If you are someone who cannot imagine life without access to the internet, you probably use your PC on a regular basis. Using a PC to browse the internet places the information of the world at our fingertips; however, it can also place our personal information in harm’s way. Therefore, you need to familiarize yourself with some of the top risks you take when using a PC to browse the internet. What are some of the exposures that lead to threats and common vulnerabilities? How can a VPN resolve a lot of these issues? You can learn more by visiting this link.

1. A Phishing Attack

One of the top threats you face when you use a PC is called a phishing attack. It is also called a social engineering attack. The goal of this cyberattack is to obtain your sensitive data, including your personal or confidential information such as:

  • Your usernames
  • Your passwords
  • Your bank account information
  • Your credit card number
  • Your social security number

A phishing attack usually starts with emails or instant messages which are designed to appear legitimate. This attack might even contain links that take you to websites that look legitimate, but they are not. Then, the criminals might steal your information there or trick you into opening a malicious link that installs malware on your computer. 

2. An SQL Injection Attack

Today, a lot of servers store their data using a specific method called SQL. Network security threats have gotten more advanced, leading to the development of something called SQL injection attacks. This attack is designed to target applications that use sensitive data by exploiting security vulnerabilities in their software programs.

With a malicious code, an SQL injection attack can obtain, change, or even destroy private data. Such an attack may even void transactions on certain websites. As a result, SQL injections have become one of the most significant privacy issues for individuals using PCs today. Learn more about SQL injection attacks.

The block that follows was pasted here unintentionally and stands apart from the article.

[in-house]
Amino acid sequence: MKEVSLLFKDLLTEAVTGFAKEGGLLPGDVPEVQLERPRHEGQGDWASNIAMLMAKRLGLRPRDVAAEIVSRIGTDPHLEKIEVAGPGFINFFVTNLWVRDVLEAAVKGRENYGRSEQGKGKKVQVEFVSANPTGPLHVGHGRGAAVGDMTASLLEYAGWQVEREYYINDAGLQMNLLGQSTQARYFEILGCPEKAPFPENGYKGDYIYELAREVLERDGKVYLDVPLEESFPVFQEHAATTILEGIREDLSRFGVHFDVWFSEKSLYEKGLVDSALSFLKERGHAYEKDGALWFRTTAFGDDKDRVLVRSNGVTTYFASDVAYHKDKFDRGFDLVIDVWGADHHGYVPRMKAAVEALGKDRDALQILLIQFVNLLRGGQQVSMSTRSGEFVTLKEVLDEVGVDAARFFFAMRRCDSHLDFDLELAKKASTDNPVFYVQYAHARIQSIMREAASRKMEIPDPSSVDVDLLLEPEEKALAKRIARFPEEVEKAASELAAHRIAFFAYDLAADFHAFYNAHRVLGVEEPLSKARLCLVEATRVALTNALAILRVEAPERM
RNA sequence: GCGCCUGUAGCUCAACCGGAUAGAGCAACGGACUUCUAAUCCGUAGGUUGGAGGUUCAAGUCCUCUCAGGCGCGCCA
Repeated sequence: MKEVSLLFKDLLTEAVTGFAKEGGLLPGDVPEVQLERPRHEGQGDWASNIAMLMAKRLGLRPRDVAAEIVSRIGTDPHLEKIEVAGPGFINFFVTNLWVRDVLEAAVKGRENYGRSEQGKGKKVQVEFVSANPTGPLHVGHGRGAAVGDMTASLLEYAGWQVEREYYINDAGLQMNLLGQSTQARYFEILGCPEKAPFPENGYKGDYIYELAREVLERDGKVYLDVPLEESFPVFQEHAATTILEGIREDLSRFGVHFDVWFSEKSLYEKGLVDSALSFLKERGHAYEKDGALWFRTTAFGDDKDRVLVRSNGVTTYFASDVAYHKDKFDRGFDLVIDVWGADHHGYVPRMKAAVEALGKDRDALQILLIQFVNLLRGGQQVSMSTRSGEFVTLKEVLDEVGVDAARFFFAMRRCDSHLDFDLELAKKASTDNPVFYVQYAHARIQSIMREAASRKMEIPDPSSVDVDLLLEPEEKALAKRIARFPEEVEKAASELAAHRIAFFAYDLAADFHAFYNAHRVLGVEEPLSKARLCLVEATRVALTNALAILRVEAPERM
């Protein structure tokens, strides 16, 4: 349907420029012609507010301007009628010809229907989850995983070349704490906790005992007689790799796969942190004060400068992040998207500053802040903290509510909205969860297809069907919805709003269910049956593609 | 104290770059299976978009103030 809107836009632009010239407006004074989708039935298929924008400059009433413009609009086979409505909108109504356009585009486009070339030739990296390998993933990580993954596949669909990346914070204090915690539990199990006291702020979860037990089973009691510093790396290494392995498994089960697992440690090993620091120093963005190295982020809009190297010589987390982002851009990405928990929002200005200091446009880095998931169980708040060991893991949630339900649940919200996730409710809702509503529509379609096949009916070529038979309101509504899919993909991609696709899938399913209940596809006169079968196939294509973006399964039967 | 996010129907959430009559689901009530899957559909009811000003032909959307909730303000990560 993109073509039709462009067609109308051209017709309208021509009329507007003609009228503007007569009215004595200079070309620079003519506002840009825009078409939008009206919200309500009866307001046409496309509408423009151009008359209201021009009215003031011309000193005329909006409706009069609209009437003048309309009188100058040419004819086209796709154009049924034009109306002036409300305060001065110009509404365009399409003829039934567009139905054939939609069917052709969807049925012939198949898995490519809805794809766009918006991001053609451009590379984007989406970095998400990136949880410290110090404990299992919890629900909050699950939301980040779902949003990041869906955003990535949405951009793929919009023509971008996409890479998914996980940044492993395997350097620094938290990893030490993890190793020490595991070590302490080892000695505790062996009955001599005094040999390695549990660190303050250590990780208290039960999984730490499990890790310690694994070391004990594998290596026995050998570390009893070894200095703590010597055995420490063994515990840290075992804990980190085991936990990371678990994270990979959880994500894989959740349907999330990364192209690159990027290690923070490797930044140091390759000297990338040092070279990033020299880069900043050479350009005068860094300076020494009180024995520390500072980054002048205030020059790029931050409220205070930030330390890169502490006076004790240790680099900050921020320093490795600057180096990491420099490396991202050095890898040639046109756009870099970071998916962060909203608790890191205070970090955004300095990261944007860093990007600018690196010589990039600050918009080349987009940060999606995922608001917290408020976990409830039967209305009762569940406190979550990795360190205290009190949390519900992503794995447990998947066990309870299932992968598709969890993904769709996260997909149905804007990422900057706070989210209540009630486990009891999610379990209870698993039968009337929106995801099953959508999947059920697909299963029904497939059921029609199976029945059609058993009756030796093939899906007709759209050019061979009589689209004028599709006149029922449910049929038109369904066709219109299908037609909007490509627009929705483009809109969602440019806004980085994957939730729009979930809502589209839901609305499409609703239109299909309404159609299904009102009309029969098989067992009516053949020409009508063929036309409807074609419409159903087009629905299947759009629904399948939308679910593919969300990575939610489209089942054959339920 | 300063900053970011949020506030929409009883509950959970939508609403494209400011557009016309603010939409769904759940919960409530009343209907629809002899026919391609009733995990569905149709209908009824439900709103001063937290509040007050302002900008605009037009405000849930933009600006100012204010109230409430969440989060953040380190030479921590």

3. A DDOS Attack

A distributed denial-of-service attack, also called a DDOS attack, is designed to overwhelm a server with so many commands that could cause the server to shut down. If you have ever been caught in a rush trying to purchase a new product or service, only to get an error message that the server is unavailable, then that server has probably been knocked offline by all the website traffic.

With a DDOS attack, malicious website traffic is specifically designed to prevent legitimate visitors from connecting with a server. Usually, this attack is performed with a single machine and one internet connection. The attack may masquerade as though it comes from multiple IP addresses, making it much harder to track down the source.

4. Man-in-the-Middle-Attacks

A man-in-the-middle attack is a cybersecurity attack that allows an attacker to eavesdrop on communications between two separate entities. Even though these conversations should be private, a man-in-the-middle attack intercepts communications between point a and point B. Even if the data is encrypted at point A and point B, it may not be encrypted in between as it travels from one point to another. As a result, a man-in-the-middle attack intercepts communications when they are not encrypted, opens the message, and steals the information or alters it. Some of the most common man-in-the-middle attacks include:

  • IP spoofing
  • DNS spoofing
  • HTTP spoofing
  • SSL hijacking
  • Wi-FI hacking

These attacks have the potential to be devastating not only for individuals but also for companies as well.

5. Adware and Spyware

Adware is designed to track your browsing habits. It overwhelms your computer with pop-ups based on your search routines. Spyware is installed on your computer without your knowledge. It could contain a keylogger that steals your personal information. Adware and spyware have the potential to monopolize the resources of your computer, making it difficult for you to check your email, browse the internet, or work on a word document. You might have even downloaded adware and spyware without realizing it.

Use a VPN to Protect Your Computer

To protect yourself, you need to conceal your identity when browsing online. That is where a VPN can be helpful. VPN stands for Virtual Private Network. In many situations, cybercriminals track your activity online using your IP address. Your IP address is a digital fingerprint that could contain your personal information. A VPN can protect you online by:

  • Scramble your IP address; making it nearly impossible for anyone to track what you are doing online
  • Encrypt your online activity from start to finish; meaning criminals will have a difficult time stealing your identity or personal information
  • Spoof your location to get around geographic restrictions on certain content

If you want to protect your PC’s vulnerabilities, you need to find the right VPN to meet your needs.

Looking to setup a VPN on a Android device? We walk you through the steps in this article.

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